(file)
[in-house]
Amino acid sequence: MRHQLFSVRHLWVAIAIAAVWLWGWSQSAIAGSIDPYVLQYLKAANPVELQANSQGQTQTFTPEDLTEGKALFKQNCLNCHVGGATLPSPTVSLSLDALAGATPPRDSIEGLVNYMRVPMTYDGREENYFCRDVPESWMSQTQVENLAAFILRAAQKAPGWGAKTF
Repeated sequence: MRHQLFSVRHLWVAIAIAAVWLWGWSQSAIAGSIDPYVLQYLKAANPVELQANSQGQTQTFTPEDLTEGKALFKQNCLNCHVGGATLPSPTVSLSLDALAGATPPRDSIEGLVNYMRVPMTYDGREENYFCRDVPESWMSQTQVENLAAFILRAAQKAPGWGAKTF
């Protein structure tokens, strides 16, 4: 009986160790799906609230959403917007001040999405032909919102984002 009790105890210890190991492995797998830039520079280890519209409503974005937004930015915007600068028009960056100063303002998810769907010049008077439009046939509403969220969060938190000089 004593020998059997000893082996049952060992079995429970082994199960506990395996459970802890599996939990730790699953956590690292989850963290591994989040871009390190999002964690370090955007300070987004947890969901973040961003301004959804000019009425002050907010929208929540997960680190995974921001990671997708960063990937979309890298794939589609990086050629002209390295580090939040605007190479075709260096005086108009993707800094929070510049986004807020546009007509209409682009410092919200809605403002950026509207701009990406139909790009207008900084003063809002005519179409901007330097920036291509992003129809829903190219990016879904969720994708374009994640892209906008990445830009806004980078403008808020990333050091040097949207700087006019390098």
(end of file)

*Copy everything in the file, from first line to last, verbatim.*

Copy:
[in-house]
Amino acid sequence: MRHQLFSVRHLWVAIAIAAVWLWGWSQSAIAGSIDPYVLQYLKAANPVELQANSQGQTQTFTPEDLTEGKALFKQNCLNCHVGGATLPSPTVSLSLDALAGATPPRDSIEGLVNYMRVPMTYDGREENYFCRDVPESWMSQTQVENLAAFILRAAQKAPGWGAKTF
Repeated sequence: MRHQLFSVRHLWVAIAIAAVWLWGWSQSAIAGSIDPYVLQYLKAANPVELQANSQGQTQTFTPEDLTEGKALFKQNCLNCHVGGATLPSPTVSLSLDALAGATPPRDSIEGLVNYMRVPMTYDGREENYFCRDVPESWMSQTQVENLAAFILRAAQKAPGWGAKTF
């Protein structure tokens, strides 16, 4: 009986160790799906609230959403917007001040999405032909919102984002 009790105890210890190991492995797998830039520079280890519209409503974005937004930015915007600068028009960056100063303002998810769907010049008077439009046939509403969220969060938190000089 004593020998059997000893082996049952060992079995429970082994199960506990395996459970802890599996939990730790699953956590690292989850963290591994989040871009390190999002964690370090955007300070987004947890969901973040961003301004959804000019009425002050907010929208929540997960680190995974921001990671997708960063990937979309890298794939589609990086050629002209390295580090939040605007190479075709260096005086108009993707800094929070510049986004807020546009007509209409682009410092919200809605403002950026509207701009990406139909790009207008900084003063809002005519179409901007330097920036291509992003129809829903190219990016879904969720994708374009994640892209906008990445830009806004980078403008808020990333050091040097949207700087006019390098």